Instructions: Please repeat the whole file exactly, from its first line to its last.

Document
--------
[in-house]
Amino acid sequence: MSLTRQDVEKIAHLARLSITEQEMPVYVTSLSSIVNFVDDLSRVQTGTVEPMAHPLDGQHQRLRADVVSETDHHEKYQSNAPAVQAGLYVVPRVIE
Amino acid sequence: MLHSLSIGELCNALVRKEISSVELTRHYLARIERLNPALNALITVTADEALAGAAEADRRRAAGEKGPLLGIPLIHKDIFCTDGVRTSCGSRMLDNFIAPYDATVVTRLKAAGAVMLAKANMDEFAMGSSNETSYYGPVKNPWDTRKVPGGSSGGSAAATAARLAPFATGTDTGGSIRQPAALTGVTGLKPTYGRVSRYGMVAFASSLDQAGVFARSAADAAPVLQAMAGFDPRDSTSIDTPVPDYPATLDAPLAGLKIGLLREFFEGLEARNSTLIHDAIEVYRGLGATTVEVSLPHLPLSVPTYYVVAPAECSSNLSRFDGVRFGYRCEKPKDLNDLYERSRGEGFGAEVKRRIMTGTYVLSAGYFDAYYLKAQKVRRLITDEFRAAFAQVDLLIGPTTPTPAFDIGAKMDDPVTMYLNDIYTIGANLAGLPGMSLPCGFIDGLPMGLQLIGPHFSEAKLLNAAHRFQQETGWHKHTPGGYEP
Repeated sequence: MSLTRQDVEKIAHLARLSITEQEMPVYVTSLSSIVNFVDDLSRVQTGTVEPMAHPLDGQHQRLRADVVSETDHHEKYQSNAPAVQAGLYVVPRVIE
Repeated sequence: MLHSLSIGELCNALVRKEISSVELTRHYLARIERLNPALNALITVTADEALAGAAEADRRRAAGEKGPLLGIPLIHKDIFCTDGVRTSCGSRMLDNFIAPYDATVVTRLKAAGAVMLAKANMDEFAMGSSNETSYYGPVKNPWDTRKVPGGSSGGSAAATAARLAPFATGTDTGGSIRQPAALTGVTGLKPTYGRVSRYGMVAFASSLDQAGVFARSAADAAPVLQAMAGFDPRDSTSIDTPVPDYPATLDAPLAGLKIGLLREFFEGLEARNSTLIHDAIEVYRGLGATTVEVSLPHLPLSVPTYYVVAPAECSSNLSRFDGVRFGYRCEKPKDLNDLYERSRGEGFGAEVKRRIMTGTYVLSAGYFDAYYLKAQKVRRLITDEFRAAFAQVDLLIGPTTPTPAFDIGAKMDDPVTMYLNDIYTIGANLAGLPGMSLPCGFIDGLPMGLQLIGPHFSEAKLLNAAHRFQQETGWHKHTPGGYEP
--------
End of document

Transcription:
[in-house]
Amino acid sequence: MSLTRQDVEKIAHLARLSITEQEMPVYVTSLSSIVNFVDDLSRVQTGTVEPMAHPLDGQHQRLRADVVSETDHHEKYQSNAPAVQAGLYVVPRVIE
Amino acid sequence: MLHSLSIGELCNALVRKEISSVELTRHYLARIERLNPALNALITVTADEALAGAAEADRRRAAGEKGPLLGIPLIHKDIFCTDGVRTSCGSRMLDNFIAPYDATVVTRLKAAGAVMLAKANMDEFAMGSSNETSYYGPVKNPWDTRKVPGGSSGGSAAATAARLAPFATGTDTGGSIRQPAALTGVTGLKPTYGRVSRYGMVAFASSLDQAGVFARSAADAAPVLQAMAGFDPRDSTSIDTPVPDYPATLDAPLAGLKIGLLREFFEGLEARNSTLIHDAIEVYRGLGATTVEVSLPHLPLSVPTYYVVAPAECSSNLSRFDGVRFGYRCEKPKDLNDLYERSRGEGFGAEVKRRIMTGTYVLSAGYFDAYYLKAQKVRRLITDEFRAAFAQVDLLIGPTTPTPAFDIGAKMDDPVTMYLNDIYTIGANLAGLPGMSLPCGFIDGLPMGLQLIGPHFSEAKLLNAAHRFQQETGWHKHTPGGYEP
Repeated sequence: MSLTRQDVEKIAHLARLSITEQEMPVYVTSLSSIVNFVDDLSRVQTGTVEPMAHPLDGQHQRLRADVVSETDHHEKYQSNAPAVQAGLYVVPRVIE
Repeated sequence: MLHSLSIGELCNALVRKEISSVELTRHYLARIERLNPALNALITVTADEALAGAAEADRRRAAGEKGPLLGIPLIHKDIFCTDGVRTSCGSRMLDNFIAPYDATVVTRLKAAGAVMLAKANMDEFAMGSSNETSYYGPVKNPWDTRKVPGGSSGGSAAATAARLAPFATGTDTGGSIRQPAALTGVTGLKPTYGRVSRYGMVAFASSLDQAGVFARSAADAAPVLQAMAGFDPRDSTSIDTPVPDYPATLDAPLAGLKIGLLREFFEGLEARNSTLIHDAIEVYRGLGATTVEVSLPHLPLSVPTYYVVAPAECSSNLSRFDGVRFGYRCEKPKDLNDLYERSRGEGFGAEVKRRIMTGTYVLSAGYFDAYYLKAQKVRRLITDEFRAAFAQVDLLIGPTTPTPAFDIGAKMDDPVTMYLNDIYTIGANLAGLPGMSLPCGFIDGLPMGLQLIGPHFSEAKLLNAAHRFQQETGWHKHTPGGYEP